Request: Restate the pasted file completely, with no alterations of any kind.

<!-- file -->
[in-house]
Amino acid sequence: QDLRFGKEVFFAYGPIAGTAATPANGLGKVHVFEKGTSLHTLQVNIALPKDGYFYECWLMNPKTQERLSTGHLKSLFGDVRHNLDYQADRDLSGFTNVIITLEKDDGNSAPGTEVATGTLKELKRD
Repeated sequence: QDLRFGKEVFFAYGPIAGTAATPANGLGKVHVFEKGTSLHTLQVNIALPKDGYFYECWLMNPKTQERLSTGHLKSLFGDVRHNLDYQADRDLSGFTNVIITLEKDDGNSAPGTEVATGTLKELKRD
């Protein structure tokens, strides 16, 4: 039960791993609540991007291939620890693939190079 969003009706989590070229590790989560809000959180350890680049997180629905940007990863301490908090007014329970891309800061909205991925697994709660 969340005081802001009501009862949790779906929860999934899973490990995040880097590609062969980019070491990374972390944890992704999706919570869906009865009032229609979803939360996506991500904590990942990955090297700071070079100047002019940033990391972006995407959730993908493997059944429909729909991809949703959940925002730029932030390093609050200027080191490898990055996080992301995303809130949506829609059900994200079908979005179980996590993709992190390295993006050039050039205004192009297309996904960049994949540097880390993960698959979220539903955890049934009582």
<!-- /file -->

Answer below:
[in-house]
Amino acid sequence: QDLRFGKEVFFAYGPIAGTAATPANGLGKVHVFEKGTSLHTLQVNIALPKDGYFYECWLMNPKTQERLSTGHLKSLFGDVRHNLDYQADRDLSGFTNVIITLEKDDGNSAPGTEVATGTLKELKRD
Repeated sequence: QDLRFGKEVFFAYGPIAGTAATPANGLGKVHVFEKGTSLHTLQVNIALPKDGYFYECWLMNPKTQERLSTGHLKSLFGDVRHNLDYQADRDLSGFTNVIITLEKDDGNSAPGTEVATGTLKELKRD
């Protein structure tokens, strides 16, 4: 039960791993609540991007291939620890693939190079 969003009706989590070229590790989560809000959180350890680049997180629905940007990863301490908090007014329970891309800061909205991925697994709660 969340005081802001009501009862949790779906929860999934899973490990995040880097590609062969980019070491990374972390944890992704999706919570869906009865009032229609979803939360996506991500904590990942990955090297700071070079100047002019940033990391972006995407959730993908493997059944429909729909991809949703959940925002730029932030390093609050200027080191490898990055996080992301995303809130949506829609059900994200079908979005179980996590993709992190390295993006050039050039205004192009297309996904960049994949540097880390993960698959979220539903955890049934009582």